This all goes back to what I feel Ellison was trying to do with Melville. Although, we are not talking about the gospels now these are two very influential authors in American Literature. I feel that in the passage that I already quoted Ellison was trying to interpret what Melville was trying to say in his chapter in Moby-Dick, The Whiteness of The Whale. The whole chapter is about whiteness and Melville does not make it to interpret what he his saying whether you look at it carnally or spiritually. Ishmael says, “It was the whiteness of the whale that above all things appalled me”. Melville goes on to give examples of how whiteness has been considered a color of power and importance like in court, Greek mythology, and Christian priests. After that he goes into the horror and terror it can represent. He says in Nature whiteness warns of terror and horror like the polar bear and white sharks of the sea. He said a mariner lost at sea said, “ Sir, it was not so much the fear of striking hidden rocks, as the fear of that hideous whiteness that stirred me”. Here more than the other example I think I can see the spiritual reading of Melville. For when he said that the mariner said he was afraid of the whiteness of the sea I feel that he was trying to say he was afraid of the future or the unknown. That is what the mariner felt; the fear of the unknown; if he was going to live, if he was going to ever see another human, or if he would die a lonely death at sea.

Connecting this back to Ellison, I feel that like I tried to do above by interpreting Melville’s work, Ellison has also tired. The problem lies in the fact that Melville crams so many ideas and symbols all into one chapter that any attempt at an interpretation would almost have to be considered midrash. The narrator says that he feels a nameless horror because the white face is so close to him. This is ironic since he himself is nameless throughout the novel, but that is just an aside. The connection between Melville and Ellison can be made because of the fact they both at a point associate whiteness with horror. This is very interesting to me and I feel could be considered a critique by both of the white society that is commonly referred to in America. The problem that I have with Ellison is that if this is an attempt at a connection with Melville, why so short and sudden? I know that Ellison is not one for using unnecessary words but I feel he could have gone deeper with his Melville moment. Maybe he didn’t want to and maybe he didn’t agree with all Melville ideas about the whiteness. I do like what I’m calling the icing on the cake, when in the last sentence of the passage I quoted. Ellison makes an almost useless reference to the Golden Day unless like I’m thinking is another clue to say that this is a Melville reference. It is widely known that Melville was considered one of the members of the Golden Days and I feel that in Ellison’s midrash some of his thoughts get lost due to interpretation.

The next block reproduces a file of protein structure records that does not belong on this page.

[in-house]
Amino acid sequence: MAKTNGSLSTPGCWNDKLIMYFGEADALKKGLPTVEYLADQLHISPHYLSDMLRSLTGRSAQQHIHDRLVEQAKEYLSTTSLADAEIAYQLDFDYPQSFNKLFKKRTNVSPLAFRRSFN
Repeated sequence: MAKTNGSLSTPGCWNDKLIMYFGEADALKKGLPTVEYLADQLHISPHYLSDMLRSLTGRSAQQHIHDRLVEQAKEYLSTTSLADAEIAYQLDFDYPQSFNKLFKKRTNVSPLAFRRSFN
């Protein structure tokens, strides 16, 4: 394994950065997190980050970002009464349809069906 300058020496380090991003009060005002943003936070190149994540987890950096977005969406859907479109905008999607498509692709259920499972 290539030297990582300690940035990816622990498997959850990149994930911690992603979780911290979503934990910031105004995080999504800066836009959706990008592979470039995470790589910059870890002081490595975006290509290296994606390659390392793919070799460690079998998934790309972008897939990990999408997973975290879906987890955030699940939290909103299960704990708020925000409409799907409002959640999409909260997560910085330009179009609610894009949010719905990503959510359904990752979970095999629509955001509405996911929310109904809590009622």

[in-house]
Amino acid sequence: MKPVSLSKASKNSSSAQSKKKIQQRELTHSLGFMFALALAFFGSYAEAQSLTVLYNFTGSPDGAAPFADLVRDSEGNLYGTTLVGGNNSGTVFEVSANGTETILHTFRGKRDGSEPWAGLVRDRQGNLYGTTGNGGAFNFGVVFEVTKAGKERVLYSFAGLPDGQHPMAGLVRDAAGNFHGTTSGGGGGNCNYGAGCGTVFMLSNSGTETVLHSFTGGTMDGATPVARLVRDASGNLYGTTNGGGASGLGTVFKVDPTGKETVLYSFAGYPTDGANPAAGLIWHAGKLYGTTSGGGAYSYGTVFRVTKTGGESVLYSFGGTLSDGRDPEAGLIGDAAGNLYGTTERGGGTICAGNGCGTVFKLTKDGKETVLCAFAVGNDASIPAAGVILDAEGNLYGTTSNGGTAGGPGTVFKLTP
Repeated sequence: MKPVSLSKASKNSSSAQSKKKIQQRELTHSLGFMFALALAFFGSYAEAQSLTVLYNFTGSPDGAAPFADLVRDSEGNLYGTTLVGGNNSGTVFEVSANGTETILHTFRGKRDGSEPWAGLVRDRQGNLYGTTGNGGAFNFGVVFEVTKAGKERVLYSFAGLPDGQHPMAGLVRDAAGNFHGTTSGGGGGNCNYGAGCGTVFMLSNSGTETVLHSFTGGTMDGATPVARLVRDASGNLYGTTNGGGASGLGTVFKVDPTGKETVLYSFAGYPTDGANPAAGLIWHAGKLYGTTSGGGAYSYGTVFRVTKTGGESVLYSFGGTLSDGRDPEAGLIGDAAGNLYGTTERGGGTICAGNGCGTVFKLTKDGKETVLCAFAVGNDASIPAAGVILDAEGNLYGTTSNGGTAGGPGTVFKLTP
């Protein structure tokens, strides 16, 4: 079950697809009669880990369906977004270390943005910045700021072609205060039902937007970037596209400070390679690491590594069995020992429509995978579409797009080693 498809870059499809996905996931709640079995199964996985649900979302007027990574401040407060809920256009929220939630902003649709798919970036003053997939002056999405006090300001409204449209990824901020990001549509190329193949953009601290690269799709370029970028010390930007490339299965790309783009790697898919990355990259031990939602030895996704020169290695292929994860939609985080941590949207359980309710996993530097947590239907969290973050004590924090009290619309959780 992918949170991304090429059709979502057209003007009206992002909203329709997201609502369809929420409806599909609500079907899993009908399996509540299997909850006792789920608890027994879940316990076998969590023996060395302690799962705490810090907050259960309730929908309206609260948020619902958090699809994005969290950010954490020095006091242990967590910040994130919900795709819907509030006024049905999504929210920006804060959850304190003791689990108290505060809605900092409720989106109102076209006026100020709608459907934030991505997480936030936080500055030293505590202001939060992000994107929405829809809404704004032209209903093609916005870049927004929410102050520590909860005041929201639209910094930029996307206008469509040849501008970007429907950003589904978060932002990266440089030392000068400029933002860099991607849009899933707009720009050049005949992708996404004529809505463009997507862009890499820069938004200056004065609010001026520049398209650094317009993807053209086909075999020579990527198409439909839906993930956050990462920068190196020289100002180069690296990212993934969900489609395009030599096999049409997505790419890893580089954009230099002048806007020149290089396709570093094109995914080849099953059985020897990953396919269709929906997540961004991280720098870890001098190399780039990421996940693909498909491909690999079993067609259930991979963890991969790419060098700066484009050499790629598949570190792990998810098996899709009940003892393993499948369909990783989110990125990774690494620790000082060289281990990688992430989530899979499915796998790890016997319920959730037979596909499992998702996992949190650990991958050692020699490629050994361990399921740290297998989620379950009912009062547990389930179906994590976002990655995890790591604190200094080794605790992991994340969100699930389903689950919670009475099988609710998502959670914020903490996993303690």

Utopia in the Revolution Cycle - Outline/Draft

Utopia as Part of the Revolution Cycle : outline

  1. Utopia

    • definition: the ideal, conceptual society in which every individual can be happy and live a fulfilled live (Sources: More & Surtz, Ritzer)

    • people's lives are worth living and worth making better (Source: Marcuse)

  2. Dystopia

    • definition: a society resulting from an attempt at utopia where the government creates a false happiness through extreme, often overwhelming social control under the illusion of creating a utopia (Source: Ritzer)

    • What changes to make a society dystopian?

      1. An attempt at utopia creates a dystopia – sometimes the utopia exists briefly before falling, other times the dystopia simply appears outwardly to be utopian.

        • Olivar – KSF acts as though they are rescuing and resurrecting Olivar, but even Lauren knows that they are creating wage slavery. (Sources: Butler, Marcuse)

      2. Government social structure appears on the surface to care for its people, but underneath that surface layer the people don't identify with their social structure anymore (Sources: Baron, Marcuse)

  3. Revolution

    • Definition (Source: Cutner)

    • What role does revolution play in the creation and destruction of utopias and dystopias?

      1. When people feel their social structure does not represent them (Source: Baron), they feel a need to eliminate their affiliation with the group.

        • How can they eliminate their affiliation?

          • Remove themselves from the group

            • expatriation

            • apathy

          • Eliminate the group (revolution)

    • Examples of past revolutions (Source: Cutner)

    • Results of Revolution

      1. Intent to create utopia (leads to utopia or dystopia)

      2. Creates outside, rebel group in opposition to the existing, original social structure

    • Revolution as a cycle

      1. Return to people feeling that their new, post-revolution social structure does not represent them (Source: Baron)

      2. American Democracy – minimizes violence of revolution through votes

  1. Utopia and Dystopia's place in the revolution structure